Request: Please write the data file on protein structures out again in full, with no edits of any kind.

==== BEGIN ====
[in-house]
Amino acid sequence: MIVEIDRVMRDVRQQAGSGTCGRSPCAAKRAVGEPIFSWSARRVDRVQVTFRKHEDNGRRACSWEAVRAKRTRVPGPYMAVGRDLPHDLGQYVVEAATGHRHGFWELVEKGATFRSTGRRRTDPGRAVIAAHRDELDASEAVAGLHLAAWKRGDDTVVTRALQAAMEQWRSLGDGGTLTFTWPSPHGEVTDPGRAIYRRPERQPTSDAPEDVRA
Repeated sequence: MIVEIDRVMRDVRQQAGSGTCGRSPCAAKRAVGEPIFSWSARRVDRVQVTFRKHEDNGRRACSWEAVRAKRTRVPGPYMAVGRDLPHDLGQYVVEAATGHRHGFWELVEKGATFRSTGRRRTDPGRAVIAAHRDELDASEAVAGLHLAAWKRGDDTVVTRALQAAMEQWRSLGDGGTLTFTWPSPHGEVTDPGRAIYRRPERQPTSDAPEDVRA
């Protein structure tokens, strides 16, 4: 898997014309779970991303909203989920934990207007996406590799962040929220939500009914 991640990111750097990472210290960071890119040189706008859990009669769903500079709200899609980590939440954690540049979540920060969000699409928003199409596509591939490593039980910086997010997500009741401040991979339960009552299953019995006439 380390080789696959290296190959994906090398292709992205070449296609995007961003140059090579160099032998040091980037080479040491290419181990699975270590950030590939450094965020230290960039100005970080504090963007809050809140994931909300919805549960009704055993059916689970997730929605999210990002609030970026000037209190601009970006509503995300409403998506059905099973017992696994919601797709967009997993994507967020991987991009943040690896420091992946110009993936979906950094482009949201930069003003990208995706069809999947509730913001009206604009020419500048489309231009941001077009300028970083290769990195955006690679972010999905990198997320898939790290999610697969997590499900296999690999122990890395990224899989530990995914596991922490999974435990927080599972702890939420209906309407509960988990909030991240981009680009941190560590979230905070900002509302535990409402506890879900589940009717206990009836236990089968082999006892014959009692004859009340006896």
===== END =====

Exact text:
[in-house]
Amino acid sequence: MIVEIDRVMRDVRQQAGSGTCGRSPCAAKRAVGEPIFSWSARRVDRVQVTFRKHEDNGRRACSWEAVRAKRTRVPGPYMAVGRDLPHDLGQYVVEAATGHRHGFWELVEKGATFRSTGRRRTDPGRAVIAAHRDELDASEAVAGLHLAAWKRGDDTVVTRALQAAMEQWRSLGDGGTLTFTWPSPHGEVTDPGRAIYRRPERQPTSDAPEDVRA
Repeated sequence: MIVEIDRVMRDVRQQAGSGTCGRSPCAAKRAVGEPIFSWSARRVDRVQVTFRKHEDNGRRACSWEAVRAKRTRVPGPYMAVGRDLPHDLGQYVVEAATGHRHGFWELVEKGATFRSTGRRRTDPGRAVIAAHRDELDASEAVAGLHLAAWKRGDDTVVTRALQAAMEQWRSLGDGGTLTFTWPSPHGEVTDPGRAIYRRPERQPTSDAPEDVRA
């Protein structure tokens, strides 16, 4: 898997014309779970991303909203989920934990207007996406590799962040929220939500009914 991640990111750097990472210290960071890119040189706008859990009669769903500079709200899609980590939440954690540049979540920060969000699409928003199409596509591939490593039980910086997010997500009741401040991979339960009552299953019995006439 380390080789696959290296190959994906090398292709992205070449296609995007961003140059090579160099032998040091980037080479040491290419181990699975270590950030590939450094965020230290960039100005970080504090963007809050809140994931909300919805549960009704055993059916689970997730929605999210990002609030970026000037209190601009970006509503995300409403998506059905099973017992696994919601797709967009997993994507967020991987991009943040690896420091992946110009993936979906950094482009949201930069003003990208995706069809999947509730913001009206604009020419500048489309231009941001077009300028970083290769990195955006690679972010999905990198997320898939790290999610697969997590499900296999690999122990890395990224899989530990995914596991922490999974435990927080599972702890939420209906309407509960988990909030991240981009680009941190560590979230905070900002509302535990409402506890879900589940009717206990009836236990089968082999006892014959009692004859009340006896």